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Monday, August 1, 2011

Writer’s Sketch: James, New Mexico, Watermelon

To begin this exercise, you should seclude yourself from distractions. Secondly, you will need a person, a place and an object. Don’t come up with them yourself-- use a friend or family member to provide the subjects of your freewrite. You could also use the “random” feature on Wikipedia, or “I’m feeling lucky” on Google. Try your best to simply allow ideas to flow for fifteen minutes. Remember: No editing. Let’s begin.

It was a sweltering afternoon in New Mexico, the looming sun coating the desert in a crimson afterglow. James grumpily sat on his grandparent’s porch, observing the waning sunlight that passed over the scrub around the adobe dwelling. He was uncomfortable in his long-sleeves and could not locate a suitable position in the shade that adequately soothed him. It was just as well. He hated the oppressive heat, but it wasn’t his fault he was allergic to the sun. And visiting his grandparents was always an unfortunate week of suffering. After all, New Mexico was vastly different from Minnesota.

 Venturing indoors, James was meagerly comforted by the home’s natural ability to retain cold air. But he still believed his grandparents to be foolish for not purchasing an air conditioner. How could he sleep that night? It was the first of many and yet he could not recall how he managed to survive these visits so many years before. He passed through the hallway into the living room where he discovered his wrinkled relatives relaxing in front of an old analog television.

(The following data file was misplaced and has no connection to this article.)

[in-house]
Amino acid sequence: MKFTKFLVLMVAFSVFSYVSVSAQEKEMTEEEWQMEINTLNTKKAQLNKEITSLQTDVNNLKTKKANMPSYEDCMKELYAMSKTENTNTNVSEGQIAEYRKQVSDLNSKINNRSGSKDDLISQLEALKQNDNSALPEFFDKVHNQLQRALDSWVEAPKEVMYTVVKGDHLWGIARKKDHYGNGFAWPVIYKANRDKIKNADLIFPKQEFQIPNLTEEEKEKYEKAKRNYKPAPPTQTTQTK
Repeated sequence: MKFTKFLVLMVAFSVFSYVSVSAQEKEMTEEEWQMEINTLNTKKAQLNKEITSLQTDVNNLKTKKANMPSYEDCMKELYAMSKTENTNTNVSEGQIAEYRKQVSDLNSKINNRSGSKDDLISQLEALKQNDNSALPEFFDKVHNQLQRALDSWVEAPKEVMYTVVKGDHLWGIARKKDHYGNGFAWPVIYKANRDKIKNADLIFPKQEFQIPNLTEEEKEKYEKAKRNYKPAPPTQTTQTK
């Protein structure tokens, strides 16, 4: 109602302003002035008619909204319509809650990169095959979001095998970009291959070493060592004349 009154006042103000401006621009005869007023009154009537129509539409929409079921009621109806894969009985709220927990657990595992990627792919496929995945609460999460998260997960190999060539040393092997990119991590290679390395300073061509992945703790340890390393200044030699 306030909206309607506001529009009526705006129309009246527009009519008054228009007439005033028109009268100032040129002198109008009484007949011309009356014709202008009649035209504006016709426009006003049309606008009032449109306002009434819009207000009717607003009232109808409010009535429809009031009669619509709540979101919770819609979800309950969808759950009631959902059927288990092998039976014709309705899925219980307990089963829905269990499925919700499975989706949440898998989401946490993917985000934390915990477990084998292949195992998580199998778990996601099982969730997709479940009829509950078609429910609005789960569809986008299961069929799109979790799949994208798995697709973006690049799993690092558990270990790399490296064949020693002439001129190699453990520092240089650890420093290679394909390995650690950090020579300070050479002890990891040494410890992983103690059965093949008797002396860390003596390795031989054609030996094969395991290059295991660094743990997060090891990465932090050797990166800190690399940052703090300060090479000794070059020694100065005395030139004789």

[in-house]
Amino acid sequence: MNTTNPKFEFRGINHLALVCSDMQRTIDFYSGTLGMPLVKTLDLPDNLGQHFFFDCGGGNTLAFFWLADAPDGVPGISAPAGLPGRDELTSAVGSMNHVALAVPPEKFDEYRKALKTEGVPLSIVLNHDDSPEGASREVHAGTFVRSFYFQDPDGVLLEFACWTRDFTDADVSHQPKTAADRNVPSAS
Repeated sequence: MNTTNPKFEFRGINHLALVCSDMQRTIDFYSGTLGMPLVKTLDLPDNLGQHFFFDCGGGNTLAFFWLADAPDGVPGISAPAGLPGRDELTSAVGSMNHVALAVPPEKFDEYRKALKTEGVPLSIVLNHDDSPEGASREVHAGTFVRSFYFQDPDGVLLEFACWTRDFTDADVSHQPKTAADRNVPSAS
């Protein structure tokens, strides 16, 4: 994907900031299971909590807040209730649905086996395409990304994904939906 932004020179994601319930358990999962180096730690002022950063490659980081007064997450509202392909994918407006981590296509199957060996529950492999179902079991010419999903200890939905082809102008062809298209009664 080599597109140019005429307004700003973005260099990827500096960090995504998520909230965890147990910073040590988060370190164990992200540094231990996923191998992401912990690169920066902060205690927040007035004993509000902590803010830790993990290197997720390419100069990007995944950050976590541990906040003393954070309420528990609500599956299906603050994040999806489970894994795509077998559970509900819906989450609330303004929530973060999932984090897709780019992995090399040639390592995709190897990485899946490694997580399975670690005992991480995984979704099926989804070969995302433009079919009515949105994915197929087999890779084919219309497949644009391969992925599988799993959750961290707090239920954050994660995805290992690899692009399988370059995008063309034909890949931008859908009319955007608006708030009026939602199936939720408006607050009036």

“Looks like you could use some watermelon,” declared his grandfather in a raspy voice.

James agreed, “That would be great.”

“Take a seat, dear,” said his grandmother. She was a kind and gentle woman, quilting an aboriginal style blanket. She pushed the plate of watermelon across the coffee table for James to adequately choose a slice. One of the larger pieces called out to him, its bright green rind and pink flesh a stark contrast to the monochromic tones of the desert home.

James didn’t hesitate to devour the fruit. Its sweetness dissolving a refreshing blast onto his taste buds after each bite. A trickle of water collected at the sides of James’ mouth and dripped off at the tip of his chin onto the perfectly white carpet. The disapproving stare he received from his elders was firm and harsh, but the small mishap seemed a minor consolation to James who still had six days (with change) left on his arid visit.

/ Sure, it’s not the best story I could write with these subjects, but for a fifteen minute freewrite to get my creative juices flowing, it’s not half bad. Although I’ll be doing a collection of writer’s sketches, I would encourage writers to complete this exercise at least once a day. Just like visual artists warm-up with these types of drawing activities, aspiring writers can use this technique to hone their skills as well.

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